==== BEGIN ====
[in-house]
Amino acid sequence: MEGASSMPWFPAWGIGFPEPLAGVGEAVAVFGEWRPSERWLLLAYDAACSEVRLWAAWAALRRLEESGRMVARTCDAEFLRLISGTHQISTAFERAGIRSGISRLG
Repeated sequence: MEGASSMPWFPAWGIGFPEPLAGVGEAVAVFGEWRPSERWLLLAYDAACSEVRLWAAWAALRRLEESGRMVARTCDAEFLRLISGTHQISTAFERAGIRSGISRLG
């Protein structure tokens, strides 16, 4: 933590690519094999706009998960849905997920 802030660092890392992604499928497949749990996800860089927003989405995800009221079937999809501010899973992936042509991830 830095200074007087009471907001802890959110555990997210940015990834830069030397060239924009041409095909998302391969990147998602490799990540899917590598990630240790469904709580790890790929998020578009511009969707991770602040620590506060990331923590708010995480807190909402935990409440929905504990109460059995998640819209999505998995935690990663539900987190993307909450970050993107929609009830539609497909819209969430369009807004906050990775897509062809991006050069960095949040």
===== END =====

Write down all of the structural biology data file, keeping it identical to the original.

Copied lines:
[in-house]
Amino acid sequence: MEGASSMPWFPAWGIGFPEPLAGVGEAVAVFGEWRPSERWLLLAYDAACSEVRLWAAWAALRRLEESGRMVARTCDAEFLRLISGTHQISTAFERAGIRSGISRLG
Repeated sequence: MEGASSMPWFPAWGIGFPEPLAGVGEAVAVFGEWRPSERWLLLAYDAACSEVRLWAAWAALRRLEESGRMVARTCDAEFLRLISGTHQISTAFERAGIRSGISRLG
């Protein structure tokens, strides 16, 4: 933590690519094999706009998960849905997920 802030660092890392992604499928497949749990996800860089927003989405995800009221079937999809501010899973992936042509991830 830095200074007087009471907001802890959110555990997210940015990834830069030397060239924009041409095909998302391969990147998602490799990540899917590598990630240790469904709580790890790929998020578009511009969707991770602040620590506060990331923590708010995480807190909402935990409440929905504990109460059995998640819209999505998995935690990663539900987190993307909450970050993107929609009830539609497909819209969430369009807004906050990775897509062809991006050069960095949040």